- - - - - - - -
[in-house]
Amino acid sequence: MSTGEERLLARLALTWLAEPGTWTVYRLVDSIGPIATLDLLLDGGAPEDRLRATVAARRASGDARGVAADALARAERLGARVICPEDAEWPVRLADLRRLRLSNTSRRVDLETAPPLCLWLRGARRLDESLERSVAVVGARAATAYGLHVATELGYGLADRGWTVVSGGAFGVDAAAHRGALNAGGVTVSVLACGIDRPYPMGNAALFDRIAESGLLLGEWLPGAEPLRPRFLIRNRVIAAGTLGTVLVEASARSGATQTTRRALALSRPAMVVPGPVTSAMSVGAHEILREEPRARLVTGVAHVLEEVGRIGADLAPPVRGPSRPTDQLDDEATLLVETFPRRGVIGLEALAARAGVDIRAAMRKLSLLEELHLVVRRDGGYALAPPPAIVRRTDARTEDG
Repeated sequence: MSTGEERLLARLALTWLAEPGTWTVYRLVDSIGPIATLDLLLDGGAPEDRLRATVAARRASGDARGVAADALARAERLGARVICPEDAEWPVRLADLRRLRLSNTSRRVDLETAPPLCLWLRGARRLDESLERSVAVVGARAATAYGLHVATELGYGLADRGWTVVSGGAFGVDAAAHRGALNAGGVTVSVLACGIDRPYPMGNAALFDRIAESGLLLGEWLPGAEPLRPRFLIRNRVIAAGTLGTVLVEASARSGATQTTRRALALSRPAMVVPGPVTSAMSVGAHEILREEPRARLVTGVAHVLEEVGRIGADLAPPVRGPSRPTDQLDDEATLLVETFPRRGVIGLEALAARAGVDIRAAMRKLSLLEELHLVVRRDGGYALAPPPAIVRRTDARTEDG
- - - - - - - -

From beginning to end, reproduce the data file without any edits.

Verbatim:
[in-house]
Amino acid sequence: MSTGEERLLARLALTWLAEPGTWTVYRLVDSIGPIATLDLLLDGGAPEDRLRATVAARRASGDARGVAADALARAERLGARVICPEDAEWPVRLADLRRLRLSNTSRRVDLETAPPLCLWLRGARRLDESLERSVAVVGARAATAYGLHVATELGYGLADRGWTVVSGGAFGVDAAAHRGALNAGGVTVSVLACGIDRPYPMGNAALFDRIAESGLLLGEWLPGAEPLRPRFLIRNRVIAAGTLGTVLVEASARSGATQTTRRALALSRPAMVVPGPVTSAMSVGAHEILREEPRARLVTGVAHVLEEVGRIGADLAPPVRGPSRPTDQLDDEATLLVETFPRRGVIGLEALAARAGVDIRAAMRKLSLLEELHLVVRRDGGYALAPPPAIVRRTDARTEDG
Repeated sequence: MSTGEERLLARLALTWLAEPGTWTVYRLVDSIGPIATLDLLLDGGAPEDRLRATVAARRASGDARGVAADALARAERLGARVICPEDAEWPVRLADLRRLRLSNTSRRVDLETAPPLCLWLRGARRLDESLERSVAVVGARAATAYGLHVATELGYGLADRGWTVVSGGAFGVDAAAHRGALNAGGVTVSVLACGIDRPYPMGNAALFDRIAESGLLLGEWLPGAEPLRPRFLIRNRVIAAGTLGTVLVEASARSGATQTTRRALALSRPAMVVPGPVTSAMSVGAHEILREEPRARLVTGVAHVLEEVGRIGADLAPPVRGPSRPTDQLDDEATLLVETFPRRGVIGLEALAARAGVDIRAAMRKLSLLEELHLVVRRDGGYALAPPPAIVRRTDARTEDG